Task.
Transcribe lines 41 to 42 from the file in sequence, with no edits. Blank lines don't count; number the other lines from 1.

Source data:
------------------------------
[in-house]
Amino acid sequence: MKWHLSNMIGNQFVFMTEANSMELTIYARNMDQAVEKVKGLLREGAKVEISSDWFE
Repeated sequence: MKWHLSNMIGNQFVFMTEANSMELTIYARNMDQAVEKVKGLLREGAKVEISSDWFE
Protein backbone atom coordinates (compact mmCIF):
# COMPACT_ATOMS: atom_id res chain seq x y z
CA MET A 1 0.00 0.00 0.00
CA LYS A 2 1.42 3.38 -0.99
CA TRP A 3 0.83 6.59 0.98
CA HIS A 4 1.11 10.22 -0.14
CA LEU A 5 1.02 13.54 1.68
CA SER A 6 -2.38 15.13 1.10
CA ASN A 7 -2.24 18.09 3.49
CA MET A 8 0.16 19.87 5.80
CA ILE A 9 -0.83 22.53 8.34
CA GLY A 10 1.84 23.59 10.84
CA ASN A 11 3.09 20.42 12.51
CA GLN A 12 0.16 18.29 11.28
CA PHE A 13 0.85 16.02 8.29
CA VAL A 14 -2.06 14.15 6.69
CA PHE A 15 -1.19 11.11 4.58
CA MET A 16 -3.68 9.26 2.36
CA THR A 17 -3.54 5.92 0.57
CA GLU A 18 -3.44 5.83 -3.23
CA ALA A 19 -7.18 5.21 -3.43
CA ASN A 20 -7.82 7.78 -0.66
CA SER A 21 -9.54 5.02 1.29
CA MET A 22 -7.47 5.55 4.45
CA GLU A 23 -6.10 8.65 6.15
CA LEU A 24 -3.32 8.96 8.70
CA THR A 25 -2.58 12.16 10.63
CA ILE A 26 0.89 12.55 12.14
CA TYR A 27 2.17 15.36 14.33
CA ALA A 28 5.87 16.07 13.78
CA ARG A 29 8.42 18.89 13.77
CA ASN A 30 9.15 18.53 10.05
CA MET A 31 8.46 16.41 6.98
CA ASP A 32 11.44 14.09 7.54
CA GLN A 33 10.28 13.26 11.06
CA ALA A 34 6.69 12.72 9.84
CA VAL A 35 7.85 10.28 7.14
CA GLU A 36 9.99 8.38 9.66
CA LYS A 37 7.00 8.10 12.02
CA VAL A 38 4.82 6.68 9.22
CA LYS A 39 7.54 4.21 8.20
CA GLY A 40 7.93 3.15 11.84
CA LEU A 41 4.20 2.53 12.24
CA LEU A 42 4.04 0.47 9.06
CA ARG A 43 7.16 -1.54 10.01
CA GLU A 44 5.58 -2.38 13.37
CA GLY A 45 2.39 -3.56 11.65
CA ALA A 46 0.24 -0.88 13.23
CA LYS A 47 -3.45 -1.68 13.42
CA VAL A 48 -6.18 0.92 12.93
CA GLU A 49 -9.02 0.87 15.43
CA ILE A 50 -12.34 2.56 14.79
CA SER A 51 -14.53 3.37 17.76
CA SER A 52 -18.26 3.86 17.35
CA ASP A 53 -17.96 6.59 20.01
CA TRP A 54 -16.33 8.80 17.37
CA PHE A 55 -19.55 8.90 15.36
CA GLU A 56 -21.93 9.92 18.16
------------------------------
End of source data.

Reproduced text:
CA GLU A 36 9.99 8.38 9.66
CA LYS A 37 7.00 8.10 12.02